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Putting the Brakes on the Immune System

from ScienceNOW Daily News

Your immune system protects you from bacteria and viruses, but you need specialized cells to protect you from your immune system. Overaggressive immune responses can cause everything from autoimmune diseases to organ rejection. Now, scientists have identified a new group of these specialized cells that seem to keep the immune system in check--at least in the short term.

The cells are a type of regulatory T cells, or Tregs. Researchers already know that Tregs serve as a mute button for the immune system. Last year, a team in the United States and another in Italy reported that infusions of Tregs forestall an often-fatal complication of bone marrow and stem cell transplants called graft-versus-host disease, in which immune cells in the transplant attack the recipient's cells. And several groups are planning clinical trials to determine whether Tregs curb the rejection of transplanted organs such as kidneys. To turn down the immune system, Tregs often latch onto a protein called TIM-3 on the surface of helper T cells--which orchestrate immune counterattacks against a pathogen--killing the helper T cell in the process.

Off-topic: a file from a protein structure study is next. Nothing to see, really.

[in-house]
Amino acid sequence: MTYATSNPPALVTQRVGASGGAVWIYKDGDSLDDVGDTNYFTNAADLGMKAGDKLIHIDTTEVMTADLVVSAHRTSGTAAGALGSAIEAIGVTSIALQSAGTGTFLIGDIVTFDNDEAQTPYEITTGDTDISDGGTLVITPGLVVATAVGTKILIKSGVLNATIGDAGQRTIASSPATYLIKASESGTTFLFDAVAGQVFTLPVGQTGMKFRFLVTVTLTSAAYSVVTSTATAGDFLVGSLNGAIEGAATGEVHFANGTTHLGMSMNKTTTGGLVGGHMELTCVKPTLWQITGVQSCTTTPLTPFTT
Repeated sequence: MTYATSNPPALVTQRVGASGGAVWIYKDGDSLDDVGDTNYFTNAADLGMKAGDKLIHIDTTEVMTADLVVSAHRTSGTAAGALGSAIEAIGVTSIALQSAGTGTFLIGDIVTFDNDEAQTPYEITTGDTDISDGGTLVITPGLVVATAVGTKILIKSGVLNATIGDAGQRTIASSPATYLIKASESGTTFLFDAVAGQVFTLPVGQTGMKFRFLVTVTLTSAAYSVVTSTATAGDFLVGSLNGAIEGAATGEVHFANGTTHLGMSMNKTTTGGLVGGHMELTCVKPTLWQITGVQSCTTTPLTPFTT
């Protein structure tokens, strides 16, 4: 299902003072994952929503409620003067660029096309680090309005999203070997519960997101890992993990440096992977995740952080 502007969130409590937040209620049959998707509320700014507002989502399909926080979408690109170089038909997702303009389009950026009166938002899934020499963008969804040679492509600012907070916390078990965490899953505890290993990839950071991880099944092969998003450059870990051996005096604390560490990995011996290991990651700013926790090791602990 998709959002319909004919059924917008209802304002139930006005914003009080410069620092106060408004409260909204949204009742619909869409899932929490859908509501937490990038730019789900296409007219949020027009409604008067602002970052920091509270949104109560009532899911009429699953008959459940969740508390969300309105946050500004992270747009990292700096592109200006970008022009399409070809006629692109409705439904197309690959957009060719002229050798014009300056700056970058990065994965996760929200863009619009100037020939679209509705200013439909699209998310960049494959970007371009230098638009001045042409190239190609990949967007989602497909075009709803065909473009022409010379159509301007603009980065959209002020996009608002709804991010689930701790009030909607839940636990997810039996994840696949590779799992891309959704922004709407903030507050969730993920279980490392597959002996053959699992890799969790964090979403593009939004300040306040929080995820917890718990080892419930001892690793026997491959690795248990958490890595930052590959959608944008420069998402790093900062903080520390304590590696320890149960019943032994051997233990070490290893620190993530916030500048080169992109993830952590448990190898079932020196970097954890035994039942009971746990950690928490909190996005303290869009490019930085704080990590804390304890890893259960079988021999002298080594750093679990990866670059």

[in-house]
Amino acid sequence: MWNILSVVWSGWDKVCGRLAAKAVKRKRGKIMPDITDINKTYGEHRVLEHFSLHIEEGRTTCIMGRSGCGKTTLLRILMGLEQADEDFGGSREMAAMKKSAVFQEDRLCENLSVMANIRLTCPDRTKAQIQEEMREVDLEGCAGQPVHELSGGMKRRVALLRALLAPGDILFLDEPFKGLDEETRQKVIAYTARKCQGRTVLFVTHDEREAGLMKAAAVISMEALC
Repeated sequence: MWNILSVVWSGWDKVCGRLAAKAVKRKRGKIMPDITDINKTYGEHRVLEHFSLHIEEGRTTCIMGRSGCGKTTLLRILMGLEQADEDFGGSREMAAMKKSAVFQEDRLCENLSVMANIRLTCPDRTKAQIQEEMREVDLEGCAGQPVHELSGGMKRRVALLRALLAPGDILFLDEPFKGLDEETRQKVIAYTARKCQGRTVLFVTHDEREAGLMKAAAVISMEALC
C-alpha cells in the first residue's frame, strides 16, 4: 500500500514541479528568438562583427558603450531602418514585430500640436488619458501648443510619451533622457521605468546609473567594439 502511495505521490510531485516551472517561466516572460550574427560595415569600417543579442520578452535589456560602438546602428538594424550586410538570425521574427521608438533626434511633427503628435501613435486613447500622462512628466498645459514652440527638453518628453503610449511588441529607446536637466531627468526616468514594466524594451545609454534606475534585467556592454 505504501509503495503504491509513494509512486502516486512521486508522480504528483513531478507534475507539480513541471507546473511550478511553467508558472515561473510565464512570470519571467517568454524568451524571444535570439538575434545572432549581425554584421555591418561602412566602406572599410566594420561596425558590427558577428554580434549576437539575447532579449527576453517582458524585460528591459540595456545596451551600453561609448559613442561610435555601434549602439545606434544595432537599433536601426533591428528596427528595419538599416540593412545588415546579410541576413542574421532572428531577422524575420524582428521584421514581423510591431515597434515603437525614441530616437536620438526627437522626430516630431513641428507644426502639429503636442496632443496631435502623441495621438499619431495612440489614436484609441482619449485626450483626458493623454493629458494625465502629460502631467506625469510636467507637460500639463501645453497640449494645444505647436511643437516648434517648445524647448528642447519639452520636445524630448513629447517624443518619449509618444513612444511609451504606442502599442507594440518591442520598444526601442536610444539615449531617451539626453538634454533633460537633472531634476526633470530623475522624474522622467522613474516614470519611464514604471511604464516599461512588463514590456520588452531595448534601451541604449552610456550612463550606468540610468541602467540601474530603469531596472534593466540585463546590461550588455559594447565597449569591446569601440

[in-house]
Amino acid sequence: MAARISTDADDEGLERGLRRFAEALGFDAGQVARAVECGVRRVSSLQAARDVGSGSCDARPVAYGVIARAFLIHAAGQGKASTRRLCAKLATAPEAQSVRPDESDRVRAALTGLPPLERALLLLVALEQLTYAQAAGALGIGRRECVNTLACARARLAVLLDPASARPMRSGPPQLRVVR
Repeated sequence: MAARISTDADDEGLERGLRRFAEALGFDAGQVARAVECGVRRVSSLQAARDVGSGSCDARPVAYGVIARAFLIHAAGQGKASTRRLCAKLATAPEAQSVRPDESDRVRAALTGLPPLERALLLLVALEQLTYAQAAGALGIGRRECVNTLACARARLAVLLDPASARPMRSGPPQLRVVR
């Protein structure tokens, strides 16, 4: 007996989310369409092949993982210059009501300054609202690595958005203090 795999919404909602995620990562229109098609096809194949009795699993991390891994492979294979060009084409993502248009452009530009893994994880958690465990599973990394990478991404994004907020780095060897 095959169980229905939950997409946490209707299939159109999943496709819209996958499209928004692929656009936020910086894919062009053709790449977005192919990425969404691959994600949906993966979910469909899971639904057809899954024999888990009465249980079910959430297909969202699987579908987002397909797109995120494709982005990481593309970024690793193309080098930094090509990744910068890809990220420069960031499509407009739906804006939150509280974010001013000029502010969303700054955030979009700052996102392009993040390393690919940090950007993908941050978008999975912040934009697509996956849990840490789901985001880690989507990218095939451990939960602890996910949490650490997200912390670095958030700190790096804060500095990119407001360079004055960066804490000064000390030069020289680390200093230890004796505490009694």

Like the helper T cells they target, the newly identified Tregs have TIM-3 on their surface. Researchers led by transplant immunologist Terry Strom of Harvard Medical School in Boston found the new Tregs in abundance in mice that had recently received skin grafts. The cells gathered in the lymph nodes near the grafts and wriggled into the transplants themselves. In the culture dish, the TIM-3 sporting Tregs were better at shutting down immune cells than were ordinary Tregs, the researchers report online today in the Journal of Clinical Investigation.

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